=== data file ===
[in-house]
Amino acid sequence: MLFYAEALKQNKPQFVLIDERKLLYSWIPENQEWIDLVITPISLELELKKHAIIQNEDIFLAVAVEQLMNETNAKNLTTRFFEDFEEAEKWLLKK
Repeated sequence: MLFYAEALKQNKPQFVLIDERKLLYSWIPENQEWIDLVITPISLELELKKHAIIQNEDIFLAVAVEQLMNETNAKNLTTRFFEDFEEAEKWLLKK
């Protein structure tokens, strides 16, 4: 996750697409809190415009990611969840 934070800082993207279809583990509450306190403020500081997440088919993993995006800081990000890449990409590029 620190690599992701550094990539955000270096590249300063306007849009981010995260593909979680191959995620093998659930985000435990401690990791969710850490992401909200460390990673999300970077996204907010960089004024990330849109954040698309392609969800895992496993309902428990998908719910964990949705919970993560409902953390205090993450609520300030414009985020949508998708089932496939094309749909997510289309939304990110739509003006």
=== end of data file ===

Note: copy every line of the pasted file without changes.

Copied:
[in-house]
Amino acid sequence: MLFYAEALKQNKPQFVLIDERKLLYSWIPENQEWIDLVITPISLELELKKHAIIQNEDIFLAVAVEQLMNETNAKNLTTRFFEDFEEAEKWLLKK
Repeated sequence: MLFYAEALKQNKPQFVLIDERKLLYSWIPENQEWIDLVITPISLELELKKHAIIQNEDIFLAVAVEQLMNETNAKNLTTRFFEDFEEAEKWLLKK
């Protein structure tokens, strides 16, 4: 996750697409809190415009990611969840 934070800082993207279809583990509450306190403020500081997440088919993993995006800081990000890449990409590029 620190690599992701550094990539955000270096590249300063306007849009981010995260593909979680191959995620093998659930985000435990401690990791969710850490992401909200460390990673999300970077996204907010960089004024990330849109954040698309392609969800895992496993309902428990998908719910964990949705919970993560409902953390205090993450609520300030414009985020949508998708089932496939094309749909997510289309939304990110739509003006």